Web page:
A pay raise for Hall County Sheriff’s Office deputies is set for almost-certain approval on Thursday.
After remarks from Sheriff Gerald Couch, the Hall County Board of Commissioners slotted the pay increases into the commission’s consent agenda — a package of items that are voted on as a whole and routinely approved by the commission.
Deputies up to the rank of captain would receive raises of 2.5 percent if the package is approved. The package also includes a dollar-per-hour raise for certified officers working the night shift — a proposal that has been discussed since the 1980s, Couch said.
The raises would cost $377,000 in additional payroll for the five months remaining in the fiscal year. If approved, they would take effect Feb. 18, according to Couch, who said increasing pay is “just a start” to solving the office’s vacancy problem.
And if the raises are kept on the books beginning fiscal year 2019, it would cost the county an additional $755,000 each year, according to Hall County Administrator Jock Connell.
Sheriff’s office employees received a 2.5 percent cost of living increase in October. The additional cash for payroll would bring the total pay raise this fiscal year to 5 percent for most employees.
In proposing the raises for his deputies, Couch told the commission that the Hall County Sheriff’s Office was becoming a training center for other law enforcement departments.
He said deputies would be hired with the county as jailers, and once they became certified law enforcement officers they would find a better-compensated job.
“A lot of agencies will start cherry-picking those officers and taking them to their agencies — better pay, better benefits, better insurance, better retirement packages than we currently offer,” Couch said. “Essentially we became a training ground for a lot of other agencies — and we do that quite well — but I want to keep people.”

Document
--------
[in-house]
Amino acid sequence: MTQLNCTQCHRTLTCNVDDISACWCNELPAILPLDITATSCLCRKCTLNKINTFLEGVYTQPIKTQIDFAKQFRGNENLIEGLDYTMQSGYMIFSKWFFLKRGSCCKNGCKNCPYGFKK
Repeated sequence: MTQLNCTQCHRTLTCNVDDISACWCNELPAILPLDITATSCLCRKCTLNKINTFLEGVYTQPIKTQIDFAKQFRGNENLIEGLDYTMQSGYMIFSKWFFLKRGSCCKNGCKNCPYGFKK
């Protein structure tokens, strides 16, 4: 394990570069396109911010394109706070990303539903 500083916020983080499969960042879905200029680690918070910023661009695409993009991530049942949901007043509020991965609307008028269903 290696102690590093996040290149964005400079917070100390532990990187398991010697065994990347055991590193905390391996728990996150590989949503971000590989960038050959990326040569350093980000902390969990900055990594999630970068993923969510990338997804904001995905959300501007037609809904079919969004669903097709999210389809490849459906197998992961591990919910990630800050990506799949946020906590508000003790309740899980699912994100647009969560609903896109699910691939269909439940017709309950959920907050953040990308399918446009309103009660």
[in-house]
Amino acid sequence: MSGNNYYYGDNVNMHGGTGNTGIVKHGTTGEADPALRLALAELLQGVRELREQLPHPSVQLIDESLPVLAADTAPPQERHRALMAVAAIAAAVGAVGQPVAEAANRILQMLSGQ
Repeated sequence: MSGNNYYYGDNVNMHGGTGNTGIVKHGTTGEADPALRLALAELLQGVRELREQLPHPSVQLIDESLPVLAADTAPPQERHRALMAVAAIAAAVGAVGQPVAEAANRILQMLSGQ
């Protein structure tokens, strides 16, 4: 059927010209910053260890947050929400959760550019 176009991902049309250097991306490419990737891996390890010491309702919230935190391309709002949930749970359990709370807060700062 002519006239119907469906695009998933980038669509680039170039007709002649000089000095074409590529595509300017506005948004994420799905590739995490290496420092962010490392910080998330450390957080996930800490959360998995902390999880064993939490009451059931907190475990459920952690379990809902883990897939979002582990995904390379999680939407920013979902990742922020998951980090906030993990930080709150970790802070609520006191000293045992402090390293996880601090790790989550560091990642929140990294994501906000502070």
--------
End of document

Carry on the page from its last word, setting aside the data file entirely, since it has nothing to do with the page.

The 2.5 percent pay increase would start deputies at just under $40,000, according to Couch. He said the county was “fairly competitive” with the new raises, especially for those working the night shift.
In 2017, the county saw a spike in certified, veteran officers leaving the Sheriff’s Office, Couch said.
“Can you imagine how much effort and time and energy we put into a five-year veteran and the experience we lose when they leave our agency?” Couch asked.
Couch, county administration and elected officials have all said the competitive job market in both the private and public sectors has pinched the sheriff’s office, leading total vacancies to jump to more than 50 positions in the office.
The sheriff said the vacancies were putting county residents at risk and that the department “absolutely must” be able to hire qualified employees. Last week, Hall County Commissioner Scott Gibbs said he supported the pay increases, noting that he has to “allow my sheriff the ability to do his job. If I don’t, I’m handcuffing him.”
And for Couch, getting the job done means more than a flat pay increase.
“This is just a start, but it’s a continuing process,” Couch said. “We need to look more at our benefit packages and our insurance and retirement match. I plan going into fiscal year 2019 to do just that — working with county administration to examine that and come to different proposals for this board to consider.”
Gibbs said the commission would work with Couch on his other requests as the county builds its 2019 budget, which will be approved in June.
Commissioners will vote on the pay raises at 6 p.m. on Thursday at the Hall County Government Center.
Hall County Board of Commissioners meeting
When: 6 p.m. Thursday
Where: 2875 Browns Bridge Road, Gainesville